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Viacom sues YouTube over copyrights

In this still image of a computer screen showing the YouTube website, an image of the Nickelodeon character SpongeBob SquarePants is seen, March 13, 2007. Nickelodeon owner Viacom Inc. sued the popular video-sharing site YouTube and its corporate parent, Google Inc., on Tuesday, March 13, 2007 seeking more than $1 billion in damages on claims of widespread copyright infringement. (AP Photo)

NEW YORK --Media conglomerate Viacom Inc. is suing YouTube for $1 billion, claiming that the video-sharing site had built a business by using the Internet to "willfully infringe copyrights on a huge scale."

Other media companies also have major concerns about YouTube, but Viacom's was the first lawsuit filed by a major media owner.

Several media companies have reached agreements to supply YouTube with clips, including CBS Corp., General Electric Co.'s NBC Universal and the British Broadcasting Corp., but many others remain reluctant to deal with the Web site because of copyright concerns.

YouTube had been a quirky, fast-growing startup until the deep-pocketed Internet search behemoth Google Inc. bought the company last November for $1.76 billion.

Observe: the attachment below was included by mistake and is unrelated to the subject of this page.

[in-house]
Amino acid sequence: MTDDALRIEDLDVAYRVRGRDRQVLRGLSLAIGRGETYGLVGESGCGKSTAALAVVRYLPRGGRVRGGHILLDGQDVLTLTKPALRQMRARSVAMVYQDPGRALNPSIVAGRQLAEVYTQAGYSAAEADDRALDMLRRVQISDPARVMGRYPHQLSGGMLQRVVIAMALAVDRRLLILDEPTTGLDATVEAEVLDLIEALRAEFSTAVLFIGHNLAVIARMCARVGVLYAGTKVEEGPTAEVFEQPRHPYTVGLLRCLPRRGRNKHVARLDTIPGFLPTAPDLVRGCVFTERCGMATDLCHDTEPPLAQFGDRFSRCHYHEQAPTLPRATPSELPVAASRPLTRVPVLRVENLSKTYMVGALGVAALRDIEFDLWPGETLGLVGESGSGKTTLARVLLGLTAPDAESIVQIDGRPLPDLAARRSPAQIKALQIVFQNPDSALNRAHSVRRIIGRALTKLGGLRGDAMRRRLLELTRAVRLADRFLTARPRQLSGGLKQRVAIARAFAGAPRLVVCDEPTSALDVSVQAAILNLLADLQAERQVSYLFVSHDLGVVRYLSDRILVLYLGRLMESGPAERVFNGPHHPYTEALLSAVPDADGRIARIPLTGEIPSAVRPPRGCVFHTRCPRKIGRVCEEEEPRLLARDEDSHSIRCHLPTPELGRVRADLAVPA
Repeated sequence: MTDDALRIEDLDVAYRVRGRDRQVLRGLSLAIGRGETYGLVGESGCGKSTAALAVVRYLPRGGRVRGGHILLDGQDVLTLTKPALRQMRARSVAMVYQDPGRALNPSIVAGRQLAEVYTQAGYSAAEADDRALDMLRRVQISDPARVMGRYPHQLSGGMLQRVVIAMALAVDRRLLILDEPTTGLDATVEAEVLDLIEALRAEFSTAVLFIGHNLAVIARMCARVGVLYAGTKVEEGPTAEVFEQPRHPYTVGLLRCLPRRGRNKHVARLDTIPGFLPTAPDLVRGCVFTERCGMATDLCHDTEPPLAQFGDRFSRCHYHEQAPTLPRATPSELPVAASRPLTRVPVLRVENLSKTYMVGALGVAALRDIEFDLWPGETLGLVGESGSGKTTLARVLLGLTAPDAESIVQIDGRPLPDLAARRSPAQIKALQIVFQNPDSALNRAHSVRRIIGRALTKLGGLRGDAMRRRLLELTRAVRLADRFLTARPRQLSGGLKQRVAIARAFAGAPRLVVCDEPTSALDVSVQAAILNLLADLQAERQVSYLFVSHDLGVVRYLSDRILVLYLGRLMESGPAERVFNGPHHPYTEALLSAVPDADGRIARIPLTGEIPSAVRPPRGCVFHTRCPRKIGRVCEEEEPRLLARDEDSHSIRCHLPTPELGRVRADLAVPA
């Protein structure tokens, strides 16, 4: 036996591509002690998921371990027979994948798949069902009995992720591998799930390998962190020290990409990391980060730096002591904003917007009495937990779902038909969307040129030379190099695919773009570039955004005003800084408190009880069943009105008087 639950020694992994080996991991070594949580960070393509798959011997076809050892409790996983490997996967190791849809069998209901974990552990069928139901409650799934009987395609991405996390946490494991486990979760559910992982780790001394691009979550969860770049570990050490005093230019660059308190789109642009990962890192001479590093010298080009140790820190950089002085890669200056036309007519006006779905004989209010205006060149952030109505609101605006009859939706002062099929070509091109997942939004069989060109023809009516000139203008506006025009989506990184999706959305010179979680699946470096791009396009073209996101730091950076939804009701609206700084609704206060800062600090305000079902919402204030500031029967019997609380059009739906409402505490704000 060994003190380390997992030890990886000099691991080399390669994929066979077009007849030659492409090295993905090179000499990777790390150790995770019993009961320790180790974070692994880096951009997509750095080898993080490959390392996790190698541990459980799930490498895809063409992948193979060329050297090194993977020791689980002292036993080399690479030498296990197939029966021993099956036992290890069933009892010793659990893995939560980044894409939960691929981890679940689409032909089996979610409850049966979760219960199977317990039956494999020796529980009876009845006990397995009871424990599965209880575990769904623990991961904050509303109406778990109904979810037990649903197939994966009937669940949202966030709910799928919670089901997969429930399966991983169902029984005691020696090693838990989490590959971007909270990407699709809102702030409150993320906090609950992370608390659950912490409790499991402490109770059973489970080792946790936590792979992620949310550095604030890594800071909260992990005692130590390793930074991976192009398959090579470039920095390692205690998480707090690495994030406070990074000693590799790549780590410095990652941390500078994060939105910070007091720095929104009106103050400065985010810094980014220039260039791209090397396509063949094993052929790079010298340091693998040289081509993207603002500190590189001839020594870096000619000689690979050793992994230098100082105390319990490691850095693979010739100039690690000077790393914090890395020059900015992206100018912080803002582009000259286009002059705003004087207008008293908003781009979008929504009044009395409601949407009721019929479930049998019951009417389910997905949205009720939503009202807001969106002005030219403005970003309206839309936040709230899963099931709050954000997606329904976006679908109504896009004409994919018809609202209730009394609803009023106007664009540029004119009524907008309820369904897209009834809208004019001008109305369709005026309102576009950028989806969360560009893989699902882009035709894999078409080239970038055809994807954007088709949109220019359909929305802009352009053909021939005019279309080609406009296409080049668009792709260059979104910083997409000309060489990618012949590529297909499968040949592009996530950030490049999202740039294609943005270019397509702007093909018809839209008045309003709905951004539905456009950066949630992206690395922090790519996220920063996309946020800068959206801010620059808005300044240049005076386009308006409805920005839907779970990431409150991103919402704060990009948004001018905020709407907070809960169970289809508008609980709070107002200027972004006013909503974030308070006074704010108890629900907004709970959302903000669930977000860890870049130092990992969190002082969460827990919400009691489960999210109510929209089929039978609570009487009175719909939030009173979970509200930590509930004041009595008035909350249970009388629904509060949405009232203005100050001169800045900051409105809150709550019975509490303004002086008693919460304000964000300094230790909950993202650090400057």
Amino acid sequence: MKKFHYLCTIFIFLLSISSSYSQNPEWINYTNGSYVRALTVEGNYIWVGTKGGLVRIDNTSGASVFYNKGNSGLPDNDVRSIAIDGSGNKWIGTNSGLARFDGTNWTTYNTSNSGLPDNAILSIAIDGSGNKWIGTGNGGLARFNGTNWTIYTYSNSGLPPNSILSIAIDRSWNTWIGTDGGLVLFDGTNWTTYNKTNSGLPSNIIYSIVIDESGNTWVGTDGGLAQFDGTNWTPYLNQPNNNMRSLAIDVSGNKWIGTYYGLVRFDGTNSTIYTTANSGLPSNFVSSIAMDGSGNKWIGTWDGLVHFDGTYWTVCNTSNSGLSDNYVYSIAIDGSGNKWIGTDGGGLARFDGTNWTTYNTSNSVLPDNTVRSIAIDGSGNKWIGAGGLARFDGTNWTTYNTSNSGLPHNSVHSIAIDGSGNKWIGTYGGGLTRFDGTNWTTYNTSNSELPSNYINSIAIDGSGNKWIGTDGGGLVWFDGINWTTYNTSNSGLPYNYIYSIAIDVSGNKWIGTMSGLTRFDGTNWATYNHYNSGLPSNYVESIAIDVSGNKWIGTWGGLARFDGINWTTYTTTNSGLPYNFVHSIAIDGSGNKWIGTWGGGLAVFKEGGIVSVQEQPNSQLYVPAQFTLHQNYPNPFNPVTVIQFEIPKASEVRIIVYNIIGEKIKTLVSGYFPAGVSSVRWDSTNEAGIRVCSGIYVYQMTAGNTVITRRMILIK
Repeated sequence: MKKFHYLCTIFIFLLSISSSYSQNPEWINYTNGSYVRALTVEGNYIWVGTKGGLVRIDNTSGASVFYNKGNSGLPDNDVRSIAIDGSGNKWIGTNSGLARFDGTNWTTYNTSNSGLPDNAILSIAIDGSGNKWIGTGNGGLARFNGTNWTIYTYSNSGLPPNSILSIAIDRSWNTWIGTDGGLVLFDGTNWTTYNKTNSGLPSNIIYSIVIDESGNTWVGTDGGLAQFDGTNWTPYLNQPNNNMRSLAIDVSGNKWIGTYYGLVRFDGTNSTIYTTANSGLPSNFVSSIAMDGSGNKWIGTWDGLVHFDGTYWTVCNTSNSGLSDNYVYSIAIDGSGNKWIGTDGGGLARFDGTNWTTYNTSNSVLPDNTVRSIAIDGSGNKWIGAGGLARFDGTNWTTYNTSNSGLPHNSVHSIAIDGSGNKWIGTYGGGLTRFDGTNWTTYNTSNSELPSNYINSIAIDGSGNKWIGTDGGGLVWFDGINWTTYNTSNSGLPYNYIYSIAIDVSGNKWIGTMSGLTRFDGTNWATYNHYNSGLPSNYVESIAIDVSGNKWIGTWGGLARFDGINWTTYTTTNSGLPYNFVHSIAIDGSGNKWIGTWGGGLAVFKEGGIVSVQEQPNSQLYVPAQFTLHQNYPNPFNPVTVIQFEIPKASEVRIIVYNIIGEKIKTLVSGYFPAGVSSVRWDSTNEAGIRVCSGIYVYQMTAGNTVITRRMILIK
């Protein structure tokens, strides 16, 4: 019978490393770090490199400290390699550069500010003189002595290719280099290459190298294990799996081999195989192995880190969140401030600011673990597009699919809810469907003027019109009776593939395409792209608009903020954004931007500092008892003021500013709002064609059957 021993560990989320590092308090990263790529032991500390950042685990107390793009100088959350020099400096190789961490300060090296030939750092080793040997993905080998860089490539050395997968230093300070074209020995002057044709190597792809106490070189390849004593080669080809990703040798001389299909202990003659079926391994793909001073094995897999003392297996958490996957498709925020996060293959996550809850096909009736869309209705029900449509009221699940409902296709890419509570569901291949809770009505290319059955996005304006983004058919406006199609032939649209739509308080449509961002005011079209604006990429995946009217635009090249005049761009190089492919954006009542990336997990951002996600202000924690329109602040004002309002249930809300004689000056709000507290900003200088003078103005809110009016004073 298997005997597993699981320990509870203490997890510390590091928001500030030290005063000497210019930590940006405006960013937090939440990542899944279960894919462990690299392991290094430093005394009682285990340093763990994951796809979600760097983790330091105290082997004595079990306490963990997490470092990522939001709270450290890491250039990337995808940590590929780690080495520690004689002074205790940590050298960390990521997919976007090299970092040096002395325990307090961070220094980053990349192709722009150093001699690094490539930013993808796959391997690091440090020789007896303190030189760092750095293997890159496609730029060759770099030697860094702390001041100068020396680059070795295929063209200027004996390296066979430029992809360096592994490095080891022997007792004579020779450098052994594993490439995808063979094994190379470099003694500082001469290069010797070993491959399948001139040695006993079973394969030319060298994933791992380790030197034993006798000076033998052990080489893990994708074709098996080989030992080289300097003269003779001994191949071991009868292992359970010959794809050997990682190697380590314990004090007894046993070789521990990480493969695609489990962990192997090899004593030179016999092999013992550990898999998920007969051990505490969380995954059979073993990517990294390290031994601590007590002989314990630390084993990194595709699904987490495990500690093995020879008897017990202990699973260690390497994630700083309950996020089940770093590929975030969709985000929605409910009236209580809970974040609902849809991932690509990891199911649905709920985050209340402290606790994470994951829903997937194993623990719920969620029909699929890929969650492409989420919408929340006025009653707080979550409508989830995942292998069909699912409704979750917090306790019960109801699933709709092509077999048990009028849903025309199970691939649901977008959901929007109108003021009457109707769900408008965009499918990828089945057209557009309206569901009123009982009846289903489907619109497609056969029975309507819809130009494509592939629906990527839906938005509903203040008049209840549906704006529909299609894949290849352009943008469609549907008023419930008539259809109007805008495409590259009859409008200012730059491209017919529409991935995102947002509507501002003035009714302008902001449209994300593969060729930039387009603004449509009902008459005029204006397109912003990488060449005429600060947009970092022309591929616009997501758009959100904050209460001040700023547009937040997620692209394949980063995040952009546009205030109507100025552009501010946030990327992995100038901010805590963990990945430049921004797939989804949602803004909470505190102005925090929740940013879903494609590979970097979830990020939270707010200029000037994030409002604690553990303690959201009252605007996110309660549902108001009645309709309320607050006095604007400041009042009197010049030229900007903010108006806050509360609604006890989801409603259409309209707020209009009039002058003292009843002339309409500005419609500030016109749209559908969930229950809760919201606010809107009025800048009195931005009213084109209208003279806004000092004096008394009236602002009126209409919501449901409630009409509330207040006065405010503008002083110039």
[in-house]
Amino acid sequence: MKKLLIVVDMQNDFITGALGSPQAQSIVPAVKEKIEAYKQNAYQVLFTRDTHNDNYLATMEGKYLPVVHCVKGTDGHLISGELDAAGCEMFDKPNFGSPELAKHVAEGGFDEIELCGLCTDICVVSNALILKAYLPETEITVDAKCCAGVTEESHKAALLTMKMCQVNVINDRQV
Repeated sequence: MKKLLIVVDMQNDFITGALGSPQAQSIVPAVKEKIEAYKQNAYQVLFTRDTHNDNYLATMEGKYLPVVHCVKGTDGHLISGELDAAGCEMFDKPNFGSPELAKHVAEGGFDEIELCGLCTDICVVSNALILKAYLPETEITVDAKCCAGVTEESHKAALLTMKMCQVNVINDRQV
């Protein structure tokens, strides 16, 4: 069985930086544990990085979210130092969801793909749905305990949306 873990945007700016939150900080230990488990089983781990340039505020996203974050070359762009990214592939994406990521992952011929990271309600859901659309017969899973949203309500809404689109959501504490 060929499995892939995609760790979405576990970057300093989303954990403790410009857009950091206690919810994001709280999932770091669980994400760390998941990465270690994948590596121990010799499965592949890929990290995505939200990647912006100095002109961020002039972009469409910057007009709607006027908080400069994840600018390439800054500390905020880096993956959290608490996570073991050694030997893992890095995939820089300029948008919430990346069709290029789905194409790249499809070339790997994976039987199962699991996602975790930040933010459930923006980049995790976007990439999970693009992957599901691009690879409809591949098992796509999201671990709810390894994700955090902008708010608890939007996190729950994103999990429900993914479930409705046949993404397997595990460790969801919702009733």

But YouTube's soaring popularity, especially among younger people who are increasingly tuning out traditional media, has broadcasters frightened of losing viewers and advertising dollars.

Last month, Viacom demanded that YouTube remove more than 100,000 unauthorized clips from its site, and since that time, the company has uncovered more than 50,000 additional unauthorized clips, Viacom spokesman Jeremy Zweig said.

A quick search of YouTube's site turned up numerous clips from Viacom programs including segments from Comedy Central's "The Daily Show with Jon Stewart" and Nickelodeon's "SpongeBob SquarePants" cartoon.

In the lawsuit, filed in U.S. District Court in New York, Viacom says YouTube "harnessed technology to willfully infringe copyrights on a huge scale" and had "brazen disregard" of intellectual property laws.

Viacom is especially at risk because many of its shows are aimed at younger viewers who also are heavy Internet users. At the same time, Viacom is trying to find other, legal ways to distribute its shows digitally, such as by selling episodes of "The Daily Show" and "South Park" for $1.99 each through Apple Inc.'s iTunes service. Those shows can then be viewed on a computer or iPod.

YouTube says it cooperates with all copyright holders and removes programming as soon as it is notified. But Viacom argues that approach lets YouTube avoid taking the initiative to curtail copyright infringement, instead shifting the burden and costs of monitoring the site onto copyright holders.

Alexander Macgillivray, associate general counsel for products and intellectual property at Google, said YouTube was protected under the 1998 Digital Millennium Copyright Act, which gives online service providers protection from copyright lawsuits so long as they comply with requests to remove unauthorized material.